As an addendum to a previous post, I include three charts from an essay by Martin Wolf in the Financial Times. He favors a stronger Keynesian response to our economic doldrums than Congress or the White House proposes. Indeed, the Republican-controlled Senate and House cling to the mistaken belief that deficits are the problem, along with the usual suspects—viz., Those People dependent on government largesse.
We live in an era of negative interest rates. Firms and large investors are actually paying the federal government to park their cash. The second graph above shows the glut of capital, dollars that are being hoarded rather than invested in productive activities. Meanwhile, central governments have tightened belts, the antithesis to Keynesian prescriptions. We see this pronounced in the Eurozone.
The next chart shows U.S. real GDP and federal government investment and spending, expressed as percentage change from preceding period (quarters).
Investors save rather than spend because they know that demand is too low to support increased production of goods and services. Wages for the many have stagnated or declined, while incomes of the few explode. Idle cash, mountains of it, against unemployment and underemployment yields a toxic yet fertile soil for the likes of both Trump and Sanders, the former a faux populist, the latter a very genuine article.
Donald Trump has won the support of disaffected white workers who used to toil at blue-collar jobs but have now been displaced by “immigrants” or “globalization.” Hitler’s Jews have become Trump’s Mexicans.
And Republicans have succeeded in undermining Americans’ support for unions, which in more sophisticated countries provide bargaining power to workers and a countervailing force to excessive capitalism such as practiced in the U.S. Here’s Paul Krugman in his NY Times column this morning:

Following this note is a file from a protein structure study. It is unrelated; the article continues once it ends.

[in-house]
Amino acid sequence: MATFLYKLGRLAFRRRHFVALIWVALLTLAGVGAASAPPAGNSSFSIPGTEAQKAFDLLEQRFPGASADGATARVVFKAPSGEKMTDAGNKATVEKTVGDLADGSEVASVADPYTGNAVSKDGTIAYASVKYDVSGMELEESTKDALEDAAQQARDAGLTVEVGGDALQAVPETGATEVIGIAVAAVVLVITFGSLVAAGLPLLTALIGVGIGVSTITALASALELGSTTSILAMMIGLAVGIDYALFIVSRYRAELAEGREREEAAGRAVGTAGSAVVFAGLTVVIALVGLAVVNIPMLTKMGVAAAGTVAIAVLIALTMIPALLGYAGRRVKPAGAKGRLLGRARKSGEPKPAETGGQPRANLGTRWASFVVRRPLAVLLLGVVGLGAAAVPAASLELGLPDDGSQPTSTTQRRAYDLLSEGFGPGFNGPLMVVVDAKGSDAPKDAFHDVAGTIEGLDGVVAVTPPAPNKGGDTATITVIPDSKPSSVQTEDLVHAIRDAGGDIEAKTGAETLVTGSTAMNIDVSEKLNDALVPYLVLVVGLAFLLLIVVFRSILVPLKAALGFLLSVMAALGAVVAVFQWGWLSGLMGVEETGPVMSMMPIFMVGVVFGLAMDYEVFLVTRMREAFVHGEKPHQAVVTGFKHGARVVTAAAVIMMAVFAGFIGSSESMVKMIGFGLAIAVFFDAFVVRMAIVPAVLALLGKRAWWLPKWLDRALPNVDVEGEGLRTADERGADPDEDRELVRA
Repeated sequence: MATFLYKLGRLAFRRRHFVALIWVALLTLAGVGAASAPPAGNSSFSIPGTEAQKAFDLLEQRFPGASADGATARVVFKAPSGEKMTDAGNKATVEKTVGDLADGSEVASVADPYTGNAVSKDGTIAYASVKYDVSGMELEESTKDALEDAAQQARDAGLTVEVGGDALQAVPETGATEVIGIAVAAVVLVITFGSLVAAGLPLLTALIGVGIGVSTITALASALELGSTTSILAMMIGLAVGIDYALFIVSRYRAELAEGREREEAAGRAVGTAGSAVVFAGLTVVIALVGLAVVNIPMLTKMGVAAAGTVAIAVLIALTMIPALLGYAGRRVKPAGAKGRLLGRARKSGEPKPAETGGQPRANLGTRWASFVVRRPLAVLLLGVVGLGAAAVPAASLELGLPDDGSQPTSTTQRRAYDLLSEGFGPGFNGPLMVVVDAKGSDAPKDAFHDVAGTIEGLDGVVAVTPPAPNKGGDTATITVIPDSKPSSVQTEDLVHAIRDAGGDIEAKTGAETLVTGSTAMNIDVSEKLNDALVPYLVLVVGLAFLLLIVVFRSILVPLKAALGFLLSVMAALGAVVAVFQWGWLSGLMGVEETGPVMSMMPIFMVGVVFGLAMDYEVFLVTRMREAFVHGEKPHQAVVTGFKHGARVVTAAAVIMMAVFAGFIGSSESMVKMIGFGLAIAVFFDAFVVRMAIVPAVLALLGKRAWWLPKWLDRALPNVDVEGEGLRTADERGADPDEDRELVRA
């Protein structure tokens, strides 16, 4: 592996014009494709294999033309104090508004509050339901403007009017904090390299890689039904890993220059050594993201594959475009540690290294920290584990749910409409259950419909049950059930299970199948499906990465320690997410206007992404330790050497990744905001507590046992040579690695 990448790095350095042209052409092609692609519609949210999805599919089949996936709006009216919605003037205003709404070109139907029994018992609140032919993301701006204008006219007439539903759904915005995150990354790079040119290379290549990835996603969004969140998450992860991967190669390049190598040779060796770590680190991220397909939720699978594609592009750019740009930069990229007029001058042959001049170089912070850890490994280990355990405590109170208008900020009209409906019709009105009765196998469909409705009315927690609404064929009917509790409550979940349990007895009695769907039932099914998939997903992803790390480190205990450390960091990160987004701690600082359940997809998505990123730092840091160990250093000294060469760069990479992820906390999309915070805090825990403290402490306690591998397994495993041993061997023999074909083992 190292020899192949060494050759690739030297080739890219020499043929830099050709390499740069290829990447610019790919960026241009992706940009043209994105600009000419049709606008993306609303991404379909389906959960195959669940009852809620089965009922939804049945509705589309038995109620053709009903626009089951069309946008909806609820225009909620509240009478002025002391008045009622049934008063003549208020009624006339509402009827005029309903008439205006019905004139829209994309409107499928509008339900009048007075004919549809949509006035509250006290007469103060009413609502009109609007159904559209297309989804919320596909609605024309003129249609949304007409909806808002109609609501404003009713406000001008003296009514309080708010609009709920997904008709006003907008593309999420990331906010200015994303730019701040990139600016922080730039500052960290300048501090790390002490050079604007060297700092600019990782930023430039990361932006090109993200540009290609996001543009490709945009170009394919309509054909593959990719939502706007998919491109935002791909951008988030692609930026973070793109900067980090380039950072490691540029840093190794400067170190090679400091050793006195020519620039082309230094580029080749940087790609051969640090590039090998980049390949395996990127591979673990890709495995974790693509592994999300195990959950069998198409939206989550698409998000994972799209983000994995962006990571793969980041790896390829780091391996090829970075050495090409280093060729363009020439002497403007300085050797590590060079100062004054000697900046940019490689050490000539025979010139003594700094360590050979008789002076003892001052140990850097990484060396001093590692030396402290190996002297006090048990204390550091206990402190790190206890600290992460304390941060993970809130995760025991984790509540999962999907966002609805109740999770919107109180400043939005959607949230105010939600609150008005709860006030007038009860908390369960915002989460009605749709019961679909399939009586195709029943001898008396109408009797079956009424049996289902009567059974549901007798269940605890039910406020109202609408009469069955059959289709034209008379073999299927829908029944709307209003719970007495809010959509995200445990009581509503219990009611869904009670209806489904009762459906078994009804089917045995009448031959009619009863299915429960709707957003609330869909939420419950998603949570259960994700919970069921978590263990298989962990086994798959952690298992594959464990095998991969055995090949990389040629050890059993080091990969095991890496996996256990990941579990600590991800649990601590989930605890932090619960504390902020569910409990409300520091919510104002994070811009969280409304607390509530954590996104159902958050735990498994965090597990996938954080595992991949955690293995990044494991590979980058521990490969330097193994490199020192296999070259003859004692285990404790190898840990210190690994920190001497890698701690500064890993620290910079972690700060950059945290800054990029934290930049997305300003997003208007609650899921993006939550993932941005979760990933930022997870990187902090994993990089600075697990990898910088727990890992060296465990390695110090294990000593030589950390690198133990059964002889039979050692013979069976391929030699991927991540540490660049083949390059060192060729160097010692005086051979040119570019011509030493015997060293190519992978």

…As a member of the European Union, Denmark is subject to the same global trade agreements as we are — and while it doesn’t have a free-trade agreement with Mexico, there are plenty of low-wage workers in eastern and southern Europe. Yet Denmark has much lower inequality than we do. Why?
Part of the answer is that workers in Denmark, two-thirds of whom are unionized, still have a lot of bargaining power. If U.S. corporations were able to use the threat of imports to smash unions, it was only because our political environment supported union-busting. Even Canada, right next door, has seen nothing like the union collapse that took place here.
Krugman adds that Denmark provides a stronger social safety net than our miserly Congress deigns for the Rest of Us. Republicans, again, deride those in need rather than helping them.
As part of the conservative assault on the Rest of Us demonizing anything public stands out. But it seems obvious that if we are to overcome our economic doldrums, we need more public and less private. We need more government spending on transportation infrastructure, education, environmental protection, and, yes, a stronger social safety net. The last thing we need is to put even more money into the pockets of the very rich, who will simply sit on it. The wealthy do us no good.
When Republicans counter with fear-mongering debts and deficits, what they are really saying is “screw you.” Besides, if you are a “loser,” it’s your own damn fault.
Sanders knows that “the system is rigged.” The evidence clearly supports this view. Remarkable, though, how the extremely wealthy succeeded in convincing so many Americans that the solution for what ails them is further rigging.